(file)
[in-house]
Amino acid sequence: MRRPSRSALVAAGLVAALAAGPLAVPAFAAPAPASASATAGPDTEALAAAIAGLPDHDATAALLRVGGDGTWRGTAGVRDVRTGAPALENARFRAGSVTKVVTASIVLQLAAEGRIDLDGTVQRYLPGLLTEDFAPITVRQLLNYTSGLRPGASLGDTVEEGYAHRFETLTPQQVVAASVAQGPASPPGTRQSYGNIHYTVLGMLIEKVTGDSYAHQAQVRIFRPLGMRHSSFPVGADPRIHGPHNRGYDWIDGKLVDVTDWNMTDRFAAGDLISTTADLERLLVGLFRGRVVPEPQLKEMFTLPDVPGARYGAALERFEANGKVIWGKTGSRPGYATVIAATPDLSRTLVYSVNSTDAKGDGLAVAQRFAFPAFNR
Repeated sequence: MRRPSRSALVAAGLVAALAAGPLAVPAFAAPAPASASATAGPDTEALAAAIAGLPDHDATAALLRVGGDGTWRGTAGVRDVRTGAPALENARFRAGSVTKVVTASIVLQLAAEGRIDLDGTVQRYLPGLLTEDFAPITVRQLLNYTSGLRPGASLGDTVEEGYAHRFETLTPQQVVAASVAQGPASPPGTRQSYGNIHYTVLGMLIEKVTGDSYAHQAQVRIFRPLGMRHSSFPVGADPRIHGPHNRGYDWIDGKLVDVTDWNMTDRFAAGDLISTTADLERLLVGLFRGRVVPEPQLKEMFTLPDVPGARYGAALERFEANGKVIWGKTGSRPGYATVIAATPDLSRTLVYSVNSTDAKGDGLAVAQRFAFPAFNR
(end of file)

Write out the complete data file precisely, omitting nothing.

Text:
[in-house]
Amino acid sequence: MRRPSRSALVAAGLVAALAAGPLAVPAFAAPAPASASATAGPDTEALAAAIAGLPDHDATAALLRVGGDGTWRGTAGVRDVRTGAPALENARFRAGSVTKVVTASIVLQLAAEGRIDLDGTVQRYLPGLLTEDFAPITVRQLLNYTSGLRPGASLGDTVEEGYAHRFETLTPQQVVAASVAQGPASPPGTRQSYGNIHYTVLGMLIEKVTGDSYAHQAQVRIFRPLGMRHSSFPVGADPRIHGPHNRGYDWIDGKLVDVTDWNMTDRFAAGDLISTTADLERLLVGLFRGRVVPEPQLKEMFTLPDVPGARYGAALERFEANGKVIWGKTGSRPGYATVIAATPDLSRTLVYSVNSTDAKGDGLAVAQRFAFPAFNR
Repeated sequence: MRRPSRSALVAAGLVAALAAGPLAVPAFAAPAPASASATAGPDTEALAAAIAGLPDHDATAALLRVGGDGTWRGTAGVRDVRTGAPALENARFRAGSVTKVVTASIVLQLAAEGRIDLDGTVQRYLPGLLTEDFAPITVRQLLNYTSGLRPGASLGDTVEEGYAHRFETLTPQQVVAASVAQGPASPPGTRQSYGNIHYTVLGMLIEKVTGDSYAHQAQVRIFRPLGMRHSSFPVGADPRIHGPHNRGYDWIDGKLVDVTDWNMTDRFAAGDLISTTADLERLLVGLFRGRVVPEPQLKEMFTLPDVPGARYGAALERFEANGKVIWGKTGSRPGYATVIAATPDLSRTLVYSVNSTDAKGDGLAVAQRFAFPAFNR